European Summit ends in disagreement on migration policy
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    European Summit ends in disagreement on migration policy

    The Summit last week adopted conclusions on security and defense, social dimension, education and culture, climate change, and Jerusalem but not on migration policy although the issue was on the agenda. The discussion which was described as frank and sober focused on refugee allocation quotas, an issue where member states still are divided. In 2015, the Council of the European Union adopted a decision to help Italy and Greece cope with the massive influx of migrants. It provided for the relocation of 160,000 persons in need of international protection to other EU member states. Distribution quotas were put in place but several countries have systematically refused to respect them.

    In 2016, the Commission proposed a reform of the Dublin Regulation, the cornerstone of the European asylum system, to make permanent relocation of refugees mandatory for all member states.

    However, the positions of the member states for and against relocation have hardly changed since then.

    The countries of the Visegrad Group – Hungary, Slovakia, Poland and the Czech Republic – are ready to show solidarity with the front line countries but exclude relocation to their own countries. A majority of countries, including Belgium, accept that solidarity can be expressed in different ways but insist that no country can be exempted from sharing the burden.

    Belgian Prime Minister Charles Michel was reported to have been in favor of a decision by qualified majority if  consensus was not possible.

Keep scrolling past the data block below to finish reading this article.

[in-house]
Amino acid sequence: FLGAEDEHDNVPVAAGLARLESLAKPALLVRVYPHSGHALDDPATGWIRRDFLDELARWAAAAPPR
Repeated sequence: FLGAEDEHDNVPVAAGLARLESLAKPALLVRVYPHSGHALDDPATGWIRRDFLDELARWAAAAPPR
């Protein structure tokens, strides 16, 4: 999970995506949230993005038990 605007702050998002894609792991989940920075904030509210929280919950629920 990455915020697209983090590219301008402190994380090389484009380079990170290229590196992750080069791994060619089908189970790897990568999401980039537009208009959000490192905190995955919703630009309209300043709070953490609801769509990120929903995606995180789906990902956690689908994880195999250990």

Prior to the Summit, European Council President Donald Tusk sent a letter to the member states where he analyzed the migration policy and posed a number of questions to them.

    “The migration challenge is here to stay for decades, especially due to the demographic trends in Africa,” he wrote. “A crisis situation can reoccur and so in order to prepare ourselves, we need to categorically strengthen our migration policy. To achieve this, we should first look at what has and has not worked in the past two years.”

    On the issue of migration quotas he stated that “it has proven to be highly divisive and the approach has received disproportionate attention in light of its impact on the ground; in this sense it has turned out to be ineffective.”

    The statement was seen as controversial and Tusk made an effort in his concluding remarks after the Summit to stress that he had received positive answers to his questions as to readiness to work in consensus.

    He admitted that “mandatory quotas remain a contentious issue” but claimed that “its temperature has decreased significantly”. If only for this reason, it was worth raising this topic. “Will a compromise be possible? It appears very hard. But we have to try our very best. We will assess progress in this respect in March, while the leaders want to make decisions in June.”

    He mentioned two statistical figures to illustrate the discussion. The first says that out of all the migrants eligible for the relocation, 93 per cent have been distributed among EU member states. The second figure says that even if 100 per cent of them were relocated, that would still be less than 2 per cent of the total number of people who applied for asylum in the EU.

    “The dispute around mandatory quotas is not over yet, but I hope that we have managed to clear the air. Now we need to work hard to find a compromise by June,” he concluded.

    O.Apelblat
    The Brussels Times